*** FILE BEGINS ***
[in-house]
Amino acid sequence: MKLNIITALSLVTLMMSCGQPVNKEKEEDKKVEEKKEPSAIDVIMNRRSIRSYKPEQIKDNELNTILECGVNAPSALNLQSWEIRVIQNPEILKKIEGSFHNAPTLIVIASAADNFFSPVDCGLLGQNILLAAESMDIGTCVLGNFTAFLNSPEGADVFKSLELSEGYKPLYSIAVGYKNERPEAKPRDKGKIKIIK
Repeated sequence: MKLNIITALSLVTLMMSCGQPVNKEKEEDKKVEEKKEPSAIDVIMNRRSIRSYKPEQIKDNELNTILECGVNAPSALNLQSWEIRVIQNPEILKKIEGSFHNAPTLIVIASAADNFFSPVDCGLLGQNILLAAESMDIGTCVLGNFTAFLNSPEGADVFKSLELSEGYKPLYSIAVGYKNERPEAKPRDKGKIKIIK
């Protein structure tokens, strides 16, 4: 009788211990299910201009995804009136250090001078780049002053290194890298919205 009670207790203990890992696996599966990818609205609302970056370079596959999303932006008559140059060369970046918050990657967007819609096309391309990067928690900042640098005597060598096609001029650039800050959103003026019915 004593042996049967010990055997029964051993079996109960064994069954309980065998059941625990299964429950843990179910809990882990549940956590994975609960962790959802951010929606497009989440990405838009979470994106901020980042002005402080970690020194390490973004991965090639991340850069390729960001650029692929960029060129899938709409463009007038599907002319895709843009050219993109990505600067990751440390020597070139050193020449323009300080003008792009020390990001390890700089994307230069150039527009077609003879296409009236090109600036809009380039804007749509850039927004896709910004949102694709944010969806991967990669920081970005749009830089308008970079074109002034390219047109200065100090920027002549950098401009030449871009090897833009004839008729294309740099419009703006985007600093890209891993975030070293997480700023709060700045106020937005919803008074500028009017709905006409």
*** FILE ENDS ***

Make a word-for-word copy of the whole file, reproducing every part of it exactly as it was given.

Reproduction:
[in-house]
Amino acid sequence: MKLNIITALSLVTLMMSCGQPVNKEKEEDKKVEEKKEPSAIDVIMNRRSIRSYKPEQIKDNELNTILECGVNAPSALNLQSWEIRVIQNPEILKKIEGSFHNAPTLIVIASAADNFFSPVDCGLLGQNILLAAESMDIGTCVLGNFTAFLNSPEGADVFKSLELSEGYKPLYSIAVGYKNERPEAKPRDKGKIKIIK
Repeated sequence: MKLNIITALSLVTLMMSCGQPVNKEKEEDKKVEEKKEPSAIDVIMNRRSIRSYKPEQIKDNELNTILECGVNAPSALNLQSWEIRVIQNPEILKKIEGSFHNAPTLIVIASAADNFFSPVDCGLLGQNILLAAESMDIGTCVLGNFTAFLNSPEGADVFKSLELSEGYKPLYSIAVGYKNERPEAKPRDKGKIKIIK
């Protein structure tokens, strides 16, 4: 009788211990299910201009995804009136250090001078780049002053290194890298919205 009670207790203990890992696996599966990818609205609302970056370079596959999303932006008559140059060369970046918050990657967007819609096309391309990067928690900042640098005597060598096609001029650039800050959103003026019915 004593042996049967010990055997029964051993079996109960064994069954309980065998059941625990299964429950843990179910809990882990549940956590994975609960962790959802951010929606497009989440990405838009979470994106901020980042002005402080970690020194390490973004991965090639991340850069390729960001650029692929960029060129899938709409463009007038599907002319895709843009050219993109990505600067990751440390020597070139050193020449323009300080003008792009020390990001390890700089994307230069150039527009077609003879296409009236090109600036809009380039804007749509850039927004896709910004949102694709944010969806991967990669920081970005749009830089308008970079074109002034390219047109200065100090920027002549950098401009030449871009090897833009004839008729294309740099419009703006985007600093890209891993975030070293997480700023709060700045106020937005919803008074500028009017709905006409």